A/V Room









The Runaway Jury (12A)

Review by: Jack Foley | Rating: Two

DVD SPECIAL FEATURES: Director's audio commentary; Deleted scenes with optional commentary; Selected scene narration; 7 featurettes; Scene access; Interactive menu.

GUN manufacturers replace tobacco chiefs in this big screen interpretation of John Grisham’s acclaimed novel, The Runaway Jury, which thrives on its ability to exist in a moral grey zone for most of the time.

But while the change of defendant may baffle die-hard fans of the book, there is plenty to enjoy in this taut courtroom potboiler, which places jury manipulation as the focal point for the drama, rather than the traditional courtroom fireworks between lawyers and clients.

Director, Gary Fleder, quite literally rolls out the big guns to ensure that his tale hooks viewers from the start, with the heavyweight likes of Gene Hackman, Dustin Hoffman, John Cusack and Rachel Weisz primed to square off against each other.

When a major gun manufacturer is put on the stand for the death of a businessman, civil rights lawyer, Wendell Rohr (Hoffman), sees it as an excellent opportunity for a precedent-setting victory.

But he quickly finds himself pitted against Hackman’s unscrupulous jury consultant, Rankin Fitch, who will stop at nothing to secure a verdict in his clients’ favour, as well as a mysterious jury member (Cusack) and a woman on the outside (Weisz), who offer to manipulate the panel for their own financial gain.

The ensuing cat-and-mouse game proves to be a cut-throat affair, with all three sides forced to resort to increasingly desperate measures to get what they want, before the inevitable make or break finale.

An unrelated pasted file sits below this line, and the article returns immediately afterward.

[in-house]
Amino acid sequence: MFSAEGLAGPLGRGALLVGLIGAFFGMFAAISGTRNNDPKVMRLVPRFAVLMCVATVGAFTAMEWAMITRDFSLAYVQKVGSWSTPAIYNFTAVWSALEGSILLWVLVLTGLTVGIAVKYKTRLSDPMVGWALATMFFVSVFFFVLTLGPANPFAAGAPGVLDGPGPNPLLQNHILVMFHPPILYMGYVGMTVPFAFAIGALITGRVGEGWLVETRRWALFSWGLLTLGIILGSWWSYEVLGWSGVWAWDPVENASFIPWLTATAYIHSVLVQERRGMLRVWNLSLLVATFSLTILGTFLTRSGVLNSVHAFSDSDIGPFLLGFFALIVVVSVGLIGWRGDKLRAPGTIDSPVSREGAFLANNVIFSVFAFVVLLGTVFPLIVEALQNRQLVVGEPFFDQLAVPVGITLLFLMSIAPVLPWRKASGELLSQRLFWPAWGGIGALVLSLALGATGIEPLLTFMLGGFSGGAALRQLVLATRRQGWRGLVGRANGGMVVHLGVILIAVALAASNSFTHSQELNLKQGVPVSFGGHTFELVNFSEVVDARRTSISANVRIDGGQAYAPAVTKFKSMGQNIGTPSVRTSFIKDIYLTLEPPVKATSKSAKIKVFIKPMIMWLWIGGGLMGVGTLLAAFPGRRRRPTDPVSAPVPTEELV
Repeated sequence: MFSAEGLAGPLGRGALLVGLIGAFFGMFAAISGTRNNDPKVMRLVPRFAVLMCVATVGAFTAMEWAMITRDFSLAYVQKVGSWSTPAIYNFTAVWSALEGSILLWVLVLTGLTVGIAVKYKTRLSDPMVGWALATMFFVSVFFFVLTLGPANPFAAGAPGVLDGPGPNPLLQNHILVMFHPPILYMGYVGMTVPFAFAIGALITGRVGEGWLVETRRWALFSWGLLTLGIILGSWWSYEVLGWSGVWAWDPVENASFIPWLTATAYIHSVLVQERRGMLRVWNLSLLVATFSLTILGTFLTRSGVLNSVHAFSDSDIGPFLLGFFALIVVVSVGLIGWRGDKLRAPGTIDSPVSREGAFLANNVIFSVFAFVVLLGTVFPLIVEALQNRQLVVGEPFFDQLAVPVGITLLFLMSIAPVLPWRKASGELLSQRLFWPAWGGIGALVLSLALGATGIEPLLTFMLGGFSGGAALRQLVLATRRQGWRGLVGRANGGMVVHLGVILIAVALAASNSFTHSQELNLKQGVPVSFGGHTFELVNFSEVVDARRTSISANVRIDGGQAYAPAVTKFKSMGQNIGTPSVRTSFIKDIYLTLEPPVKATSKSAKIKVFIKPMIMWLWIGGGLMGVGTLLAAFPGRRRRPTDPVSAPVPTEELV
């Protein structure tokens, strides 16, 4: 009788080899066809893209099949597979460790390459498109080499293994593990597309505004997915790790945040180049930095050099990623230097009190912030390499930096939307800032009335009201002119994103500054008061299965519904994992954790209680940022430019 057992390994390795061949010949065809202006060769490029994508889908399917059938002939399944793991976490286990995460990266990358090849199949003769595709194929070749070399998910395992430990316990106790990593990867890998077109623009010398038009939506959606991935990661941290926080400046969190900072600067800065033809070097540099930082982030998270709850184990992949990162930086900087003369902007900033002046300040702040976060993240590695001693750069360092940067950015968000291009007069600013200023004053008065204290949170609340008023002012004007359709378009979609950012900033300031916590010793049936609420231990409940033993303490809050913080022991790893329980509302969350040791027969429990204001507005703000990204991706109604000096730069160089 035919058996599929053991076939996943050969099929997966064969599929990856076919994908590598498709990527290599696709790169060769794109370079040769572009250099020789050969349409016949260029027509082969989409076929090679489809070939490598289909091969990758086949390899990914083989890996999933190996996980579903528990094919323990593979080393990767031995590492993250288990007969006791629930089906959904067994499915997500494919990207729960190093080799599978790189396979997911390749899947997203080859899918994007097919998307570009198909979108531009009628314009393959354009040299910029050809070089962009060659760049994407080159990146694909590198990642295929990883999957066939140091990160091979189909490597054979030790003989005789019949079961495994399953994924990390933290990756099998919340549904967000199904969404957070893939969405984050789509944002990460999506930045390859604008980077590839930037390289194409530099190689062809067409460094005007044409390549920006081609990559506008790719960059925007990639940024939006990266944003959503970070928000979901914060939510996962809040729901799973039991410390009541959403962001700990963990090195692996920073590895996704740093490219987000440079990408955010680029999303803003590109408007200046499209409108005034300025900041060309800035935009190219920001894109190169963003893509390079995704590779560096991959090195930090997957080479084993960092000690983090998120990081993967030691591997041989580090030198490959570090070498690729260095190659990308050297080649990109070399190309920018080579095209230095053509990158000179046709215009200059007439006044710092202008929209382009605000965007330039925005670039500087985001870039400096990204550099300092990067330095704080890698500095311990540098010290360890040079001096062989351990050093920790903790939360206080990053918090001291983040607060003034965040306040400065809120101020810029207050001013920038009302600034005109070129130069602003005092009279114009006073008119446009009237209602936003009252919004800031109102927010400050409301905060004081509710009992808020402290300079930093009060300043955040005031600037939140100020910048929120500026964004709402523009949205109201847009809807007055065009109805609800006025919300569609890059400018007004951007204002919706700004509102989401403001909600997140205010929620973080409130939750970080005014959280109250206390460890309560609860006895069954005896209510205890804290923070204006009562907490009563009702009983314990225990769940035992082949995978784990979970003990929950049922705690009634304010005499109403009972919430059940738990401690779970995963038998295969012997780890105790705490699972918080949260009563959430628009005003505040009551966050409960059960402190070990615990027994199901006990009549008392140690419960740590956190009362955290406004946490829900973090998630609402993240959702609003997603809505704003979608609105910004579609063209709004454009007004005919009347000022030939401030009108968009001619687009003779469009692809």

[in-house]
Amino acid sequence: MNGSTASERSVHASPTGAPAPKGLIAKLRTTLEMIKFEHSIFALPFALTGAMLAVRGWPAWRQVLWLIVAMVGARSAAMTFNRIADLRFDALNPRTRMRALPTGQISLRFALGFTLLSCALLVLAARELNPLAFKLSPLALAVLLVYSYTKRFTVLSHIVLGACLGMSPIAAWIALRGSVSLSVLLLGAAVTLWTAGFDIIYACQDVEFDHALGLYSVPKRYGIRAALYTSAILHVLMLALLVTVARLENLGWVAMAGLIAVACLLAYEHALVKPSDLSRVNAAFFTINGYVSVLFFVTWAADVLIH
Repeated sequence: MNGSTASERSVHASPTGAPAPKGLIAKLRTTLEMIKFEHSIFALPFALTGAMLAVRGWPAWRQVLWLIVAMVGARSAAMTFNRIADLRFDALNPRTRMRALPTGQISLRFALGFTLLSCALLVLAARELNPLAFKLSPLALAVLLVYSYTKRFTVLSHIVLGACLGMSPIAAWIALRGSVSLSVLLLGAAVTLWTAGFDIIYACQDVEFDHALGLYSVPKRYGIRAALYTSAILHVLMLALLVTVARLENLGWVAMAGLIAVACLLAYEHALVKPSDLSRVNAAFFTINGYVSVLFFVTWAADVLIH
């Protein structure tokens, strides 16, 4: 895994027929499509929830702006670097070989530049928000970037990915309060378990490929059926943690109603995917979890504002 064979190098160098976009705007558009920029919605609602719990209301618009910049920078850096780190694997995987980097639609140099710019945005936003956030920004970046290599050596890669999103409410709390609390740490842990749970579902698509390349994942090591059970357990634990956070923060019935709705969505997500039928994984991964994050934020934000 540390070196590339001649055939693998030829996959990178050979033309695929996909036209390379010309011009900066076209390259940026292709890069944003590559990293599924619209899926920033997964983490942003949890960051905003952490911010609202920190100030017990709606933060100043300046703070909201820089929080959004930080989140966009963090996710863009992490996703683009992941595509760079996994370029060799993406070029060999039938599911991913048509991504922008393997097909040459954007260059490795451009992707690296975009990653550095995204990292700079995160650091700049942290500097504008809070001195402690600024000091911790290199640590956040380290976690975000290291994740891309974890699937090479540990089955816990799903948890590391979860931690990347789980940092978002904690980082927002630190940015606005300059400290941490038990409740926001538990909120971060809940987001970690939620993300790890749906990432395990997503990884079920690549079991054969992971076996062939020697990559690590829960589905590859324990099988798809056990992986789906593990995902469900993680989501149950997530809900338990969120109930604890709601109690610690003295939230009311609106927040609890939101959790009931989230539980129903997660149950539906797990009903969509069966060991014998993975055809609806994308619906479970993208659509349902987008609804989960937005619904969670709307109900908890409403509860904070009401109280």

For the most part, Fleder’s film is a gripping affair, buoyed by some terrific performances from its top-notch cast.

The various moral conundrums it throws up provide plenty for audiences to chew over, while the numerous twists are well-hidden for anyone who hasn’t read the novel.

It’s just a shame that, in the final analysis, the film doesn’t have the courage to see things through, watering things down somewhat with a very contrived conclusion, and neatly side-stepping the big issue - of gun control - in favour of one, emerging villain.

But while the more discerning viewer may feel deprived of a really great movie, there is still plenty of mileage to be gained from the quality of the performances, and the various manipulations and blackmails which take place along the way.

Needless to say, it’s Grisham veteran, Hackman, who steals the show, revelling in the opportunity of creating another despicable character (much like his turn in The Firm), who spews lines such as ‘trials are too important to be decided by juries’ with gloriously carefree abandon.

Whether it’s playing hardball with Weisz’s feisty go-between, or trading verbal blows with Hoffman’s honourable lawyer in a courtroom toilet, the actor appears to be having a blast, and provides an added spark to an already electric movie.

Hoffman, too, is typically strong, though more restrained than usual (allowing Hackman to hog the limelight), while Cusack brings his trademark charm and charisma to virtually every scene that he occupies.

Fleder, too, deserves credit for playing his cards close to his chest for the majority of the movie, so that it avoids the pitfalls of becoming as manipulative as its characters, thereby allowing viewers to form their own opinions and guess at the motives of each character.

And there are a number of well-staged set-pieces to ensure that proceedings don’t become too bogged down in legal wrangling.

It’s just that Hollywood’s inability to credit viewers with too much intelligence gives way to something of a spoon-fed ending, and threatens to undermine the overall power of the piece in the process.

Enter with this in mind, though, and this is still an efficient, sometimes spectacular, legal drama, which marks a welcome return to form for Grisham, and another sublime turn from Hackman.

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